World

US-Truppenabzug

USA wollen knapp 12.000 Soldaten aus Deutschland abziehen

Die USA haben ihre Pläne für einen Abzug von Truppen aus Deutschland vorgestellt. Aus Bayern und der Eifel sollen Soldaten abreisen – und zwar deutlich mehr als bislang angenommen. Zudem verliert Deutschland eine wichtige Kommandozentrale.

Deutschland

Douglas Macgregor soll US-Botschafter in Berlin werden

Der ehemalige Heeresoffizier soll US-Botschafter in Deutschland werden. Douglas Macgregor arbeitet auch als Experte für Donald Trumps Lieblingssender Fox News.

Currently there are no news items.

Shortnews

Alejandro Mayorkas

Josh Hawley delays quick confirmation

Sen. Josh Hawley (R-Mo.) announced on Tuesday he would place a hold on Alejandro Mayorkas, President-elect Joe Biden’s choice to lead the Department of Homeland Security (DHS). Hawley, who has come under fire recently amid allegations that he played a role in the Capitol riot early this month, made the announcement just hours after the Senate Committee on Homeland Security and Governmental Affairs wrapped its hearing with Mayorkas. The move delays the nomination of a post Democrats have argued is critical to fill immediately to protect national security.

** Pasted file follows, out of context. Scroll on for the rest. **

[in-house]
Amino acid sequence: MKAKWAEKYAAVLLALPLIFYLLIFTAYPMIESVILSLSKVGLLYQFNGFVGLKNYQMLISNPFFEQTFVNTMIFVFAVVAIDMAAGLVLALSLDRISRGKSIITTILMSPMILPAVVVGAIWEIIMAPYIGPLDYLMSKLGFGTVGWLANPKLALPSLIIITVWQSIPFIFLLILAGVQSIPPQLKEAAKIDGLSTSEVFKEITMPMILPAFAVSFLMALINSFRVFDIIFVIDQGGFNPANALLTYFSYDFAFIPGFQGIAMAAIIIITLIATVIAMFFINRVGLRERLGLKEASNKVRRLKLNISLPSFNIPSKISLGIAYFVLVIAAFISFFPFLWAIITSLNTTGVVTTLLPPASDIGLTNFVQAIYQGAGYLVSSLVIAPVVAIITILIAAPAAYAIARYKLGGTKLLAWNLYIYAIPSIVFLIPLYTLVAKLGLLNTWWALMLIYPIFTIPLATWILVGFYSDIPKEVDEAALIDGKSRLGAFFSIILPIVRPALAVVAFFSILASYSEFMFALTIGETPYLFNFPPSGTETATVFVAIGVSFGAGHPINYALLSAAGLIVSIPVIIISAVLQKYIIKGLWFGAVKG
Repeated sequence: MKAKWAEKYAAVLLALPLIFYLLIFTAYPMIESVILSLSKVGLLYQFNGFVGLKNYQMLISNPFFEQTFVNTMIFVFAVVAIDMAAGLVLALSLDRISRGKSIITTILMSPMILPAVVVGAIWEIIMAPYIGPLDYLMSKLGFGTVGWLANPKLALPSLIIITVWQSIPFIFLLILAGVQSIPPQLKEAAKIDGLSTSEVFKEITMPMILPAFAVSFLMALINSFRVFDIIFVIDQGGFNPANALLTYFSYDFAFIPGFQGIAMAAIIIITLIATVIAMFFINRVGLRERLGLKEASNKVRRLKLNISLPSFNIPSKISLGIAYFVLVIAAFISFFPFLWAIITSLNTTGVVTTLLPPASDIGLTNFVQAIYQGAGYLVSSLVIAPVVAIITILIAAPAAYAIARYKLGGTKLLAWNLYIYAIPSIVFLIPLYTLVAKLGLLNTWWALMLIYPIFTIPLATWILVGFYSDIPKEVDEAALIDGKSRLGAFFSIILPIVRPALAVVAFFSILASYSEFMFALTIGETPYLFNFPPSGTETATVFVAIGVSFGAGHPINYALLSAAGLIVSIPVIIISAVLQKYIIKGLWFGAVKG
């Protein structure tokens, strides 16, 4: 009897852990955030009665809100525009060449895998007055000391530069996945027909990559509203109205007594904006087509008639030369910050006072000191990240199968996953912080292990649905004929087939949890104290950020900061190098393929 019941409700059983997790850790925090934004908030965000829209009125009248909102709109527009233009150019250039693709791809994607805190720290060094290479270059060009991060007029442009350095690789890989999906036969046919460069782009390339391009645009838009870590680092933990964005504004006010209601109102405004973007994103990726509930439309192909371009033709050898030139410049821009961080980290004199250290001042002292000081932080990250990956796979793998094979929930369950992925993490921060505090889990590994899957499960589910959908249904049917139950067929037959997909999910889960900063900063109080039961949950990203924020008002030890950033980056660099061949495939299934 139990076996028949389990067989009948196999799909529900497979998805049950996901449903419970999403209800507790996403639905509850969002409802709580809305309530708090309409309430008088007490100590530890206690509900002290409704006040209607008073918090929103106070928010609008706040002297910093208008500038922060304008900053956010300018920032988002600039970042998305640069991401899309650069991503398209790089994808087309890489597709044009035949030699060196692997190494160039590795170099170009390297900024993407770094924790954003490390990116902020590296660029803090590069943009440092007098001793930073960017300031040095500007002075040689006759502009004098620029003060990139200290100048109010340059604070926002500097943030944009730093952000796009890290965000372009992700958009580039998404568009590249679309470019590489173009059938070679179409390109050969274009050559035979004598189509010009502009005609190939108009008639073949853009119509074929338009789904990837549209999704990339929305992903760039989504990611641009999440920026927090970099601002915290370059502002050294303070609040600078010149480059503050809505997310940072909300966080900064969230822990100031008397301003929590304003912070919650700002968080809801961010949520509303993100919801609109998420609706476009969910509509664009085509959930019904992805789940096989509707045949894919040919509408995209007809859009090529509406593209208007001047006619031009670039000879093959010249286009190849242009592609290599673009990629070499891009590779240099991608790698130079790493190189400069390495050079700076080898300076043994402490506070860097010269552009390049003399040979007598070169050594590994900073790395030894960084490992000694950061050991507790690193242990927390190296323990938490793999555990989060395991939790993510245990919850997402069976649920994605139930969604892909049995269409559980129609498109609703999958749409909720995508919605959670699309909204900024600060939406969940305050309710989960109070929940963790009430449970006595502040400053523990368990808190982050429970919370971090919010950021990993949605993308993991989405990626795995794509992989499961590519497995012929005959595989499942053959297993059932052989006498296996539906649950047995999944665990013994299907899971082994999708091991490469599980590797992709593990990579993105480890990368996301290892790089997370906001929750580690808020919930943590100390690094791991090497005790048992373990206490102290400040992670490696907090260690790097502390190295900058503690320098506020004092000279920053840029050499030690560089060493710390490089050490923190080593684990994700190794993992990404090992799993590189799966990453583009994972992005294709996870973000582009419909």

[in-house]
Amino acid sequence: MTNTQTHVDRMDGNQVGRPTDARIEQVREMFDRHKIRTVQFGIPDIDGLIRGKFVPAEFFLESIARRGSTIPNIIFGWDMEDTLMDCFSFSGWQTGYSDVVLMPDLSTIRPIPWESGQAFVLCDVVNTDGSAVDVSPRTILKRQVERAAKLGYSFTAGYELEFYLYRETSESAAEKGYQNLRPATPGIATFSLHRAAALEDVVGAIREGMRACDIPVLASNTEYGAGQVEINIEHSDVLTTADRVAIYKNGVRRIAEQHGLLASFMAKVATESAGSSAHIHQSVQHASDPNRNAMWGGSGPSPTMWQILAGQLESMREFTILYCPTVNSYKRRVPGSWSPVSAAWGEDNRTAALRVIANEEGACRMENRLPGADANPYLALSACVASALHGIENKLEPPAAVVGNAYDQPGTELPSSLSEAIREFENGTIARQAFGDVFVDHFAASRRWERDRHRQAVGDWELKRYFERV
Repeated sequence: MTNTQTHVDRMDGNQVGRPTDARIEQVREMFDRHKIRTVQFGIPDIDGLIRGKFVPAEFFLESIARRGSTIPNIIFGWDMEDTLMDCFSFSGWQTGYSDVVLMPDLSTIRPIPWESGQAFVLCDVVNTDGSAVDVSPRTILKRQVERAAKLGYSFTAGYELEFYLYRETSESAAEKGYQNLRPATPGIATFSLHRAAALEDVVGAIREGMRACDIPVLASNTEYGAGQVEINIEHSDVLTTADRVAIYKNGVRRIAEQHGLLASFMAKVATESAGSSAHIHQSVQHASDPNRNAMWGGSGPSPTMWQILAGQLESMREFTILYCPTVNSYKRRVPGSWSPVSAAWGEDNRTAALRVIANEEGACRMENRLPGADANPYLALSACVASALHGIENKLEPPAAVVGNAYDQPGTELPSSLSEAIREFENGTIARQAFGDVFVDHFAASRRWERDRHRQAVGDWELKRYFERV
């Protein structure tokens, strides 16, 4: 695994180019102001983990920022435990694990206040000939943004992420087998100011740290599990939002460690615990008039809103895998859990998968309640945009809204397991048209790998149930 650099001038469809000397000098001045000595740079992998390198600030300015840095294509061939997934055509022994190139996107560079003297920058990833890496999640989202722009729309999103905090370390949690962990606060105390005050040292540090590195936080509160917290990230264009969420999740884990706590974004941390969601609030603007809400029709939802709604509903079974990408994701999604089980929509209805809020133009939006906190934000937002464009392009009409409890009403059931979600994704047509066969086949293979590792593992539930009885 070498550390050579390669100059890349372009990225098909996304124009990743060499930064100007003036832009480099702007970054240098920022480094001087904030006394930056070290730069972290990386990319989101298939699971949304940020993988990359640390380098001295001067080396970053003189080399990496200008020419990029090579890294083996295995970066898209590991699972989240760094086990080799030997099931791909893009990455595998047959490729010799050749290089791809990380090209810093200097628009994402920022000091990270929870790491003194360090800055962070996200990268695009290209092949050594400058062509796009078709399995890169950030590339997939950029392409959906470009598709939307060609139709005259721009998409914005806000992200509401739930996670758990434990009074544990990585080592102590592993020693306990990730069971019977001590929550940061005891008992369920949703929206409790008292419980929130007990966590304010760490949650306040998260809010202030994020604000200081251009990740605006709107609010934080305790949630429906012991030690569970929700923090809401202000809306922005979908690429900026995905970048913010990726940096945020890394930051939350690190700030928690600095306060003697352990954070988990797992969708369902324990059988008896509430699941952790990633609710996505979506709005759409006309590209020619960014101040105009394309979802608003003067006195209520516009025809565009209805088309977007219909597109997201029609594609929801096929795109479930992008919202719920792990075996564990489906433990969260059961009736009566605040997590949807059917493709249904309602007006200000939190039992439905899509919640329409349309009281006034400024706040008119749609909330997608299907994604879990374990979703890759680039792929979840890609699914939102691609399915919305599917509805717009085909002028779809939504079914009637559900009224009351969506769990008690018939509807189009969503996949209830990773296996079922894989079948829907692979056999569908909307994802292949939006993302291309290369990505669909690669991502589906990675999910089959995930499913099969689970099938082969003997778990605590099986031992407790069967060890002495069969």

Read More
Alejandro Mayorkas

Josh Hawley delays quick confirmation

Sen. Josh Hawley (R-Mo.) announced on Tuesday he would place a hold on Alejandro Mayorkas, President-elect Joe Biden’s choice to lead the Department of Homeland Security (DHS). Hawley, who has come under fire recently amid allegations that he played a role in the Capitol riot early this month, made the announcement just hours after the Senate Committee on Homeland Security and Governmental Affairs wrapped its hearing with Mayorkas. The move delays the nomination of a post Democrats have argued is critical to fill immediately to protect national security.